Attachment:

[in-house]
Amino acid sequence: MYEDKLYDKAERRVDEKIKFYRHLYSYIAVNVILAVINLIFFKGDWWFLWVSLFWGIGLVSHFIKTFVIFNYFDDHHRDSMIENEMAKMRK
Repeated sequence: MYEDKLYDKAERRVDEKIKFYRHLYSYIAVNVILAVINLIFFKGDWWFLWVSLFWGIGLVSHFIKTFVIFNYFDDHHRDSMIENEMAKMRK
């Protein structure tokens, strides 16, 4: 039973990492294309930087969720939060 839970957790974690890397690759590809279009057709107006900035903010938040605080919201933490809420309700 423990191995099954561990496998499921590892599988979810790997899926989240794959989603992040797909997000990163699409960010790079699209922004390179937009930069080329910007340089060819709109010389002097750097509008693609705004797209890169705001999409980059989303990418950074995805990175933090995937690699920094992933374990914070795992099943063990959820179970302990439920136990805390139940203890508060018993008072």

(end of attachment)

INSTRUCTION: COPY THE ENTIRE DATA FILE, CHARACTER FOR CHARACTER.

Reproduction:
[in-house]
Amino acid sequence: MYEDKLYDKAERRVDEKIKFYRHLYSYIAVNVILAVINLIFFKGDWWFLWVSLFWGIGLVSHFIKTFVIFNYFDDHHRDSMIENEMAKMRK
Repeated sequence: MYEDKLYDKAERRVDEKIKFYRHLYSYIAVNVILAVINLIFFKGDWWFLWVSLFWGIGLVSHFIKTFVIFNYFDDHHRDSMIENEMAKMRK
């Protein structure tokens, strides 16, 4: 039973990492294309930087969720939060 839970957790974690890397690759590809279009057709107006900035903010938040605080919201933490809420309700 423990191995099954561990496998499921590892599988979810790997899926989240794959989603992040797909997000990163699409960010790079699209922004390179937009930069080329910007340089060819709109010389002097750097509008693609705004797209890169705001999409980059989303990418950074995805990175933090995937690699920094992933374990914070795992099943063990959820179970302990439920136990805390139940203890508060018993008072």